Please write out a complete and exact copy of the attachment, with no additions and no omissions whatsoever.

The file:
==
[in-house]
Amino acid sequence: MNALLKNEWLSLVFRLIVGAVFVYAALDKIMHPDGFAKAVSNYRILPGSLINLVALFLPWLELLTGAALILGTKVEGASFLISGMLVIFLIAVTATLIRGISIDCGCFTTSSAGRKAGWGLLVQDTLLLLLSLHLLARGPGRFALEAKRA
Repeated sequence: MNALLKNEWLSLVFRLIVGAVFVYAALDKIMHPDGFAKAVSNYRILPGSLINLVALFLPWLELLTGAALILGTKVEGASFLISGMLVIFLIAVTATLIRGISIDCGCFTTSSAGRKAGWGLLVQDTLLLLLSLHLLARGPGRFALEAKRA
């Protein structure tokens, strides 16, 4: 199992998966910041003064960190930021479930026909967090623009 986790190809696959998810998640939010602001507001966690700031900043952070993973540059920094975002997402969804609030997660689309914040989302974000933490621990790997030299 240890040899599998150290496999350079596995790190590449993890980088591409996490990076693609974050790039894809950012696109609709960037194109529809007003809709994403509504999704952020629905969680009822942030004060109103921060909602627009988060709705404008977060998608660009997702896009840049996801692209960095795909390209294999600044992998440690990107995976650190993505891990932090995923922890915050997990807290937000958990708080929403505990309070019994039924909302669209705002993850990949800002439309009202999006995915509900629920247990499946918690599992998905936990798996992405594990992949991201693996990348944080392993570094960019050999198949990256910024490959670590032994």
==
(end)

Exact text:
[in-house]
Amino acid sequence: MNALLKNEWLSLVFRLIVGAVFVYAALDKIMHPDGFAKAVSNYRILPGSLINLVALFLPWLELLTGAALILGTKVEGASFLISGMLVIFLIAVTATLIRGISIDCGCFTTSSAGRKAGWGLLVQDTLLLLLSLHLLARGPGRFALEAKRA
Repeated sequence: MNALLKNEWLSLVFRLIVGAVFVYAALDKIMHPDGFAKAVSNYRILPGSLINLVALFLPWLELLTGAALILGTKVEGASFLISGMLVIFLIAVTATLIRGISIDCGCFTTSSAGRKAGWGLLVQDTLLLLLSLHLLARGPGRFALEAKRA
């Protein structure tokens, strides 16, 4: 199992998966910041003064960190930021479930026909967090623009 986790190809696959998810998640939010602001507001966690700031900043952070993973540059920094975002997402969804609030997660689309914040989302974000933490621990790997030299 240890040899599998150290496999350079596995790190590449993890980088591409996490990076693609974050790039894809950012696109609709960037194109529809007003809709994403509504999704952020629905969680009822942030004060109103921060909602627009988060709705404008977060998608660009997702896009840049996801692209960095795909390209294999600044992998440690990107995976650190993505891990932090995923922890915050997990807290937000958990708080929403505990309070019994039924909302669209705002993850990949800002439309009202999006995915509900629920247990499946918690599992998905936990798996992405594990992949991201693996990348944080392993570094960019050999198949990256910024490959670590032994």